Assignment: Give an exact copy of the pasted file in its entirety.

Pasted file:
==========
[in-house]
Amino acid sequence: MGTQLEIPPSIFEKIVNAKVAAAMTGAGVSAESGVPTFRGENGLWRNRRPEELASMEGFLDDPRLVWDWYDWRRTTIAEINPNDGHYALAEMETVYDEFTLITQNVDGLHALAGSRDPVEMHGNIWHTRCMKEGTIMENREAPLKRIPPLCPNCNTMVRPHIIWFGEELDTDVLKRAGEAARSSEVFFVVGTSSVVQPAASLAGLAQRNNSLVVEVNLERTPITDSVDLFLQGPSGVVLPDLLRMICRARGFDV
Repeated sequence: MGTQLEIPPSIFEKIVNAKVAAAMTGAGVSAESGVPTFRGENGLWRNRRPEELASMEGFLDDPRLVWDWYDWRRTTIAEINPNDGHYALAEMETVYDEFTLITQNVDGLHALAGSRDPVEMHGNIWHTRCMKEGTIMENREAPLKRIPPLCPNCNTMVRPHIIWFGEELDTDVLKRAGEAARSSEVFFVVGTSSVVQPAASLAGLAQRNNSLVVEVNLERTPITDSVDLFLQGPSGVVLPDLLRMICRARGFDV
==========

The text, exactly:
[in-house]
Amino acid sequence: MGTQLEIPPSIFEKIVNAKVAAAMTGAGVSAESGVPTFRGENGLWRNRRPEELASMEGFLDDPRLVWDWYDWRRTTIAEINPNDGHYALAEMETVYDEFTLITQNVDGLHALAGSRDPVEMHGNIWHTRCMKEGTIMENREAPLKRIPPLCPNCNTMVRPHIIWFGEELDTDVLKRAGEAARSSEVFFVVGTSSVVQPAASLAGLAQRNNSLVVEVNLERTPITDSVDLFLQGPSGVVLPDLLRMICRARGFDV
Repeated sequence: MGTQLEIPPSIFEKIVNAKVAAAMTGAGVSAESGVPTFRGENGLWRNRRPEELASMEGFLDDPRLVWDWYDWRRTTIAEINPNDGHYALAEMETVYDEFTLITQNVDGLHALAGSRDPVEMHGNIWHTRCMKEGTIMENREAPLKRIPPLCPNCNTMVRPHIIWFGEELDTDVLKRAGEAARSSEVFFVVGTSSVVQPAASLAGLAQRNNSLVVEVNLERTPITDSVDLFLQGPSGVVLPDLLRMICRARGFDV